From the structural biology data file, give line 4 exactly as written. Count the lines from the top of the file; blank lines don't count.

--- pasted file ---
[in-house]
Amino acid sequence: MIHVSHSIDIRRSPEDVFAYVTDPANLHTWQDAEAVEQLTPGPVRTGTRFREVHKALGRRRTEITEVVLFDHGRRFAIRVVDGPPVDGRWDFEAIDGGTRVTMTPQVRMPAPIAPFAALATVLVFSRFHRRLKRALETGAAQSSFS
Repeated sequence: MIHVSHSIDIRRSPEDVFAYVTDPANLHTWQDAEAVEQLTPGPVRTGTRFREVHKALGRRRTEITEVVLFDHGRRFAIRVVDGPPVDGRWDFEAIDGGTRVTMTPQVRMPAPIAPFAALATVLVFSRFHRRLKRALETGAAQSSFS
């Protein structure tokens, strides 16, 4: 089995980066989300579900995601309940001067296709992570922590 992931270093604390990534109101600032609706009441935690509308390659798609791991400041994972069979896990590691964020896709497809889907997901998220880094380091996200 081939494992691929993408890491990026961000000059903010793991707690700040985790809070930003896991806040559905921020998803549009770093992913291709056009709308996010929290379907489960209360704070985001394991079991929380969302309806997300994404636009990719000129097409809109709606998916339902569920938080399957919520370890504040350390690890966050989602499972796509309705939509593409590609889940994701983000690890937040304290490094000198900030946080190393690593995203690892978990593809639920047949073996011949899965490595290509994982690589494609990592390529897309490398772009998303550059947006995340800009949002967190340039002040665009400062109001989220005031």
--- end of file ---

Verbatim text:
């Protein structure tokens, strides 16, 4: 089995980066989300579900995601309940001067296709992570922590 992931270093604390990534109101600032609706009441935690509308390659798609791991400041994972069979896990590691964020896709497809889907997901998220880094380091996200 081939494992691929993408890491990026961000000059903010793991707690700040985790809070930003896991806040559905921020998803549009770093992913291709056009709308996010929290379907489960209360704070985001394991079991929380969302309806997300994404636009990719000129097409809109709606998916339902569920938080399957919520370890504040350390690890966050989602499972796509309705939509593409590609889940994701983000690890937040304290490094000198900030946080190393690593995203690892978990593809639920047949073996011949899965490595290509994982690589494609990592390529897309490398772009998303550059947006995340800009949002967190340039002040665009400062109001989220005031």